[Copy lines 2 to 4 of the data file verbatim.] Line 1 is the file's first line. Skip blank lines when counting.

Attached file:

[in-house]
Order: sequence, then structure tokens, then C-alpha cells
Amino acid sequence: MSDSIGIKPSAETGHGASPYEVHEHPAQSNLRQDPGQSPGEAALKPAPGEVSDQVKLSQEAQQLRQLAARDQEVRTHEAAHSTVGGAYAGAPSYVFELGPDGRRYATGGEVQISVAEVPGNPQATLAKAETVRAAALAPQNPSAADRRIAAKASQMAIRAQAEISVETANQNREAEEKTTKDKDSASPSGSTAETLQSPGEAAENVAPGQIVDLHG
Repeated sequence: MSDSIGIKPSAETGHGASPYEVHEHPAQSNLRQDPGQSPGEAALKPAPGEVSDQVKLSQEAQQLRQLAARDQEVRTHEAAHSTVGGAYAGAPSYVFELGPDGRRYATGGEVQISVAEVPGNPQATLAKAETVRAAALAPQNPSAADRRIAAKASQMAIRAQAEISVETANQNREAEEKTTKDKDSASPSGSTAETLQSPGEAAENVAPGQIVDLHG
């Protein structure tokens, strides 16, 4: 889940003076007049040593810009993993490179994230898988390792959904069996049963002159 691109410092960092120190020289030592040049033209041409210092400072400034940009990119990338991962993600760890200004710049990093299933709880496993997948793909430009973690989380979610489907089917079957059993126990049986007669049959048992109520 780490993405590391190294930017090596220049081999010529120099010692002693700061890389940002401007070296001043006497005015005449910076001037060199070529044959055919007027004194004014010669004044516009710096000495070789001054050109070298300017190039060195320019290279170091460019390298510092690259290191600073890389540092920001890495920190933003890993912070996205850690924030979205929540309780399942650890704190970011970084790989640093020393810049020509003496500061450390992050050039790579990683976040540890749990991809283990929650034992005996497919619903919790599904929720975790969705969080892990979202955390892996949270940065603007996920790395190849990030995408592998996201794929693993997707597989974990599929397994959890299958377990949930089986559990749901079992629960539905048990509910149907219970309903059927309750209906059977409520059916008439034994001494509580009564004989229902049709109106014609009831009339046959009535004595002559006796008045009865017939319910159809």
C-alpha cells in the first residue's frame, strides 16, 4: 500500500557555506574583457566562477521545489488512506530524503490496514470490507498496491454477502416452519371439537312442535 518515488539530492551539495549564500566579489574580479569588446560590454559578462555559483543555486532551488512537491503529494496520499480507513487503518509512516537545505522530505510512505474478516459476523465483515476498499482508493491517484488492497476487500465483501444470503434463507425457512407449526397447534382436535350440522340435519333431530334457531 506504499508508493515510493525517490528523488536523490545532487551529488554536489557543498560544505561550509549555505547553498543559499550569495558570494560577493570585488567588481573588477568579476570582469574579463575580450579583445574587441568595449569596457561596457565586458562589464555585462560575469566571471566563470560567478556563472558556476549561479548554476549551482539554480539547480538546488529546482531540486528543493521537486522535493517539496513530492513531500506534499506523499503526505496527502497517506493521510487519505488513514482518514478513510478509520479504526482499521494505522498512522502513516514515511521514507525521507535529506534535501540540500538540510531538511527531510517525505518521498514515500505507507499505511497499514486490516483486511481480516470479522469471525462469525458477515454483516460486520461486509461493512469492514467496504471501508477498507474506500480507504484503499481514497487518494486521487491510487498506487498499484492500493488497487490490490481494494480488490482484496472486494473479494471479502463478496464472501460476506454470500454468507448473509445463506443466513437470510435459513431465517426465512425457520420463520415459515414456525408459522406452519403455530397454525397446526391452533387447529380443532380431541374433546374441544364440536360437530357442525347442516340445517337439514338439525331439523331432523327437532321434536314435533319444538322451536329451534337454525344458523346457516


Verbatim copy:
Order: sequence, then structure tokens, then C-alpha cells
Amino acid sequence: MSDSIGIKPSAETGHGASPYEVHEHPAQSNLRQDPGQSPGEAALKPAPGEVSDQVKLSQEAQQLRQLAARDQEVRTHEAAHSTVGGAYAGAPSYVFELGPDGRRYATGGEVQISVAEVPGNPQATLAKAETVRAAALAPQNPSAADRRIAAKASQMAIRAQAEISVETANQNREAEEKTTKDKDSASPSGSTAETLQSPGEAAENVAPGQIVDLHG
Repeated sequence: MSDSIGIKPSAETGHGASPYEVHEHPAQSNLRQDPGQSPGEAALKPAPGEVSDQVKLSQEAQQLRQLAARDQEVRTHEAAHSTVGGAYAGAPSYVFELGPDGRRYATGGEVQISVAEVPGNPQATLAKAETVRAAALAPQNPSAADRRIAAKASQMAIRAQAEISVETANQNREAEEKTTKDKDSASPSGSTAETLQSPGEAAENVAPGQIVDLHG